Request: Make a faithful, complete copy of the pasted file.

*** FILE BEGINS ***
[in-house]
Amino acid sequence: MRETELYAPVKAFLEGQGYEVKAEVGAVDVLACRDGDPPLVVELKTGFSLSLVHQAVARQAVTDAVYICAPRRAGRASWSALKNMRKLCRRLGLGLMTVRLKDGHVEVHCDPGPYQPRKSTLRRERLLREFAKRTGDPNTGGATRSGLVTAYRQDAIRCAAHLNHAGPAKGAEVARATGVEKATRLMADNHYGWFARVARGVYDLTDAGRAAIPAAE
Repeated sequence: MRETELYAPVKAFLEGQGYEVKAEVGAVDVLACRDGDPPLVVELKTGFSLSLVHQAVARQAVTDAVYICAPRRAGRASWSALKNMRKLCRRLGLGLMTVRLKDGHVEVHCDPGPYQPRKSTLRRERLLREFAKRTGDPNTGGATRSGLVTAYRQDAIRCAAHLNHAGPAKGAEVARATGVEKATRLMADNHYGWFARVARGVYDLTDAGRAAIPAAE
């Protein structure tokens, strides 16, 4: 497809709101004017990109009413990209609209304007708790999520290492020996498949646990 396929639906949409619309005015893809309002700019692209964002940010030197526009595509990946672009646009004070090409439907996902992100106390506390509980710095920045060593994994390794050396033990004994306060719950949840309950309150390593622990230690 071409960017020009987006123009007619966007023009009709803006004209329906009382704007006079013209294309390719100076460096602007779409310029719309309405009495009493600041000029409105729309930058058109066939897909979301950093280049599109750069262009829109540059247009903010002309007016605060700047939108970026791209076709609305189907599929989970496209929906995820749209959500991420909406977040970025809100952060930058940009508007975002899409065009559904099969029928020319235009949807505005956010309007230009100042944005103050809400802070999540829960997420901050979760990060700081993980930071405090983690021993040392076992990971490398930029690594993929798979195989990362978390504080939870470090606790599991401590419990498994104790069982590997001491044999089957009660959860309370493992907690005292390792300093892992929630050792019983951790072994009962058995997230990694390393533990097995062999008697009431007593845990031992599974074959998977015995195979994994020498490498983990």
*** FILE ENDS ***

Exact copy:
[in-house]
Amino acid sequence: MRETELYAPVKAFLEGQGYEVKAEVGAVDVLACRDGDPPLVVELKTGFSLSLVHQAVARQAVTDAVYICAPRRAGRASWSALKNMRKLCRRLGLGLMTVRLKDGHVEVHCDPGPYQPRKSTLRRERLLREFAKRTGDPNTGGATRSGLVTAYRQDAIRCAAHLNHAGPAKGAEVARATGVEKATRLMADNHYGWFARVARGVYDLTDAGRAAIPAAE
Repeated sequence: MRETELYAPVKAFLEGQGYEVKAEVGAVDVLACRDGDPPLVVELKTGFSLSLVHQAVARQAVTDAVYICAPRRAGRASWSALKNMRKLCRRLGLGLMTVRLKDGHVEVHCDPGPYQPRKSTLRRERLLREFAKRTGDPNTGGATRSGLVTAYRQDAIRCAAHLNHAGPAKGAEVARATGVEKATRLMADNHYGWFARVARGVYDLTDAGRAAIPAAE
């Protein structure tokens, strides 16, 4: 497809709101004017990109009413990209609209304007708790999520290492020996498949646990 396929639906949409619309005015893809309002700019692209964002940010030197526009595509990946672009646009004070090409439907996902992100106390506390509980710095920045060593994994390794050396033990004994306060719950949840309950309150390593622990230690 071409960017020009987006123009007619966007023009009709803006004209329906009382704007006079013209294309390719100076460096602007779409310029719309309405009495009493600041000029409105729309930058058109066939897909979301950093280049599109750069262009829109540059247009903010002309007016605060700047939108970026791209076709609305189907599929989970496209929906995820749209959500991420909406977040970025809100952060930058940009508007975002899409065009559904099969029928020319235009949807505005956010309007230009100042944005103050809400802070999540829960997420901050979760990060700081993980930071405090983690021993040392076992990971490398930029690594993929798979195989990362978390504080939870470090606790599991401590419990498994104790069982590997001491044999089957009660959860309370493992907690005292390792300093892992929630050792019983951790072994009962058995997230990694390393533990097995062999008697009431007593845990031992599974074959998977015995195979994994020498490498983990």